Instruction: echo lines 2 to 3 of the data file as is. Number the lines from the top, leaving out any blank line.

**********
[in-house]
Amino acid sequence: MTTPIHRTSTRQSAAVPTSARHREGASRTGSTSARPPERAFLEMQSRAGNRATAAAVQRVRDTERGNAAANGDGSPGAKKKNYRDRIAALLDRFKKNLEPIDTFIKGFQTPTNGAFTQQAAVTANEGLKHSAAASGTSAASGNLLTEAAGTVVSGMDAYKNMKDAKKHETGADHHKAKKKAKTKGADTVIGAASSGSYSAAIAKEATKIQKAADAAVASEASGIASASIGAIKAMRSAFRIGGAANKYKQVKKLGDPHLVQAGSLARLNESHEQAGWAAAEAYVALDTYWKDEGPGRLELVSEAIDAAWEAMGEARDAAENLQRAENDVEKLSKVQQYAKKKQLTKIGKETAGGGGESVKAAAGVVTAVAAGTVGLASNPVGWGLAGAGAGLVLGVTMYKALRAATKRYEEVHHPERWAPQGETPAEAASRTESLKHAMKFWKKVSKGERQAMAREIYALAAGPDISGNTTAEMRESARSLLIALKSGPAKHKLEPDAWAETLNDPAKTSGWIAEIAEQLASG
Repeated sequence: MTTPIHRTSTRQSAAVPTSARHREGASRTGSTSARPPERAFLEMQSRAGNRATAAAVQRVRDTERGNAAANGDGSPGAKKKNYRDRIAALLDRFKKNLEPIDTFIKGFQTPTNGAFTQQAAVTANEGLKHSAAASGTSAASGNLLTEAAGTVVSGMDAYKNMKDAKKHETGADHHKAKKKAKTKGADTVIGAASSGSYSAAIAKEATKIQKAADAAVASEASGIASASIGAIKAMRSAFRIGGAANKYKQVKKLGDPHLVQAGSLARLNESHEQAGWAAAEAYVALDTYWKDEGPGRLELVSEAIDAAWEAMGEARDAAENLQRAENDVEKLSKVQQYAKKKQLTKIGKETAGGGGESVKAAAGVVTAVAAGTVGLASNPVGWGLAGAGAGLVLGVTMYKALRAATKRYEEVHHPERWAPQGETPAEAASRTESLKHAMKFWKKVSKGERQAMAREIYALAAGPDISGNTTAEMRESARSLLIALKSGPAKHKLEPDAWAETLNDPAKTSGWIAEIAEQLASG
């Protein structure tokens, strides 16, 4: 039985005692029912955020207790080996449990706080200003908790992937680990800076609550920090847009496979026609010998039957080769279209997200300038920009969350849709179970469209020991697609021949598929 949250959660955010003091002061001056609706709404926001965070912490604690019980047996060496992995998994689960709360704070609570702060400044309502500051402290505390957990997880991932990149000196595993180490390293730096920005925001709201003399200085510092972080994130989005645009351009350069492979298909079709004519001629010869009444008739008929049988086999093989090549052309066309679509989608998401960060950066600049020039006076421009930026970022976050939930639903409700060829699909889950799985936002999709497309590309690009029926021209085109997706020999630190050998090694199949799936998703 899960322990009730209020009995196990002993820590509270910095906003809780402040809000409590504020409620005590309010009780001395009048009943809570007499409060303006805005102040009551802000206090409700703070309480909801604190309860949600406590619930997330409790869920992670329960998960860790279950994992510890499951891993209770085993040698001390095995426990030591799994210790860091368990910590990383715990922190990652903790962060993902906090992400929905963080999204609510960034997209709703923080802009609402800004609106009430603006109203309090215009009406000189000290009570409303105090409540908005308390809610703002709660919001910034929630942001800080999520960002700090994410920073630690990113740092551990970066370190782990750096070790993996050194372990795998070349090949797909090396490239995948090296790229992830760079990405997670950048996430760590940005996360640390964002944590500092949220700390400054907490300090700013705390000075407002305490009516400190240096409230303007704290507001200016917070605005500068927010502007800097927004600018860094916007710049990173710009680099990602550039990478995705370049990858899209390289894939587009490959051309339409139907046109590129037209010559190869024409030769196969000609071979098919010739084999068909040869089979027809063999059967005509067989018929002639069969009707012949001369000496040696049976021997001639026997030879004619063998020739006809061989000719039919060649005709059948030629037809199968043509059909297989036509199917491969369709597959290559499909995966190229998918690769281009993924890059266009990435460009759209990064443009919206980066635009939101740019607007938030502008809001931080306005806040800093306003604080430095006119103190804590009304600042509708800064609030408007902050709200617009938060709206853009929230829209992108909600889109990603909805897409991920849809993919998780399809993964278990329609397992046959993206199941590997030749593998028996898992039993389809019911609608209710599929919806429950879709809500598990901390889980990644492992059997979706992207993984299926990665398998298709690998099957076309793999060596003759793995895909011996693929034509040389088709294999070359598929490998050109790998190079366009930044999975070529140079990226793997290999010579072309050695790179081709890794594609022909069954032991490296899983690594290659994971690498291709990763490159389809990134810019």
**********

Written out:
Amino acid sequence: MTTPIHRTSTRQSAAVPTSARHREGASRTGSTSARPPERAFLEMQSRAGNRATAAAVQRVRDTERGNAAANGDGSPGAKKKNYRDRIAALLDRFKKNLEPIDTFIKGFQTPTNGAFTQQAAVTANEGLKHSAAASGTSAASGNLLTEAAGTVVSGMDAYKNMKDAKKHETGADHHKAKKKAKTKGADTVIGAASSGSYSAAIAKEATKIQKAADAAVASEASGIASASIGAIKAMRSAFRIGGAANKYKQVKKLGDPHLVQAGSLARLNESHEQAGWAAAEAYVALDTYWKDEGPGRLELVSEAIDAAWEAMGEARDAAENLQRAENDVEKLSKVQQYAKKKQLTKIGKETAGGGGESVKAAAGVVTAVAAGTVGLASNPVGWGLAGAGAGLVLGVTMYKALRAATKRYEEVHHPERWAPQGETPAEAASRTESLKHAMKFWKKVSKGERQAMAREIYALAAGPDISGNTTAEMRESARSLLIALKSGPAKHKLEPDAWAETLNDPAKTSGWIAEIAEQLASG
Repeated sequence: MTTPIHRTSTRQSAAVPTSARHREGASRTGSTSARPPERAFLEMQSRAGNRATAAAVQRVRDTERGNAAANGDGSPGAKKKNYRDRIAALLDRFKKNLEPIDTFIKGFQTPTNGAFTQQAAVTANEGLKHSAAASGTSAASGNLLTEAAGTVVSGMDAYKNMKDAKKHETGADHHKAKKKAKTKGADTVIGAASSGSYSAAIAKEATKIQKAADAAVASEASGIASASIGAIKAMRSAFRIGGAANKYKQVKKLGDPHLVQAGSLARLNESHEQAGWAAAEAYVALDTYWKDEGPGRLELVSEAIDAAWEAMGEARDAAENLQRAENDVEKLSKVQQYAKKKQLTKIGKETAGGGGESVKAAAGVVTAVAAGTVGLASNPVGWGLAGAGAGLVLGVTMYKALRAATKRYEEVHHPERWAPQGETPAEAASRTESLKHAMKFWKKVSKGERQAMAREIYALAAGPDISGNTTAEMRESARSLLIALKSGPAKHKLEPDAWAETLNDPAKTSGWIAEIAEQLASG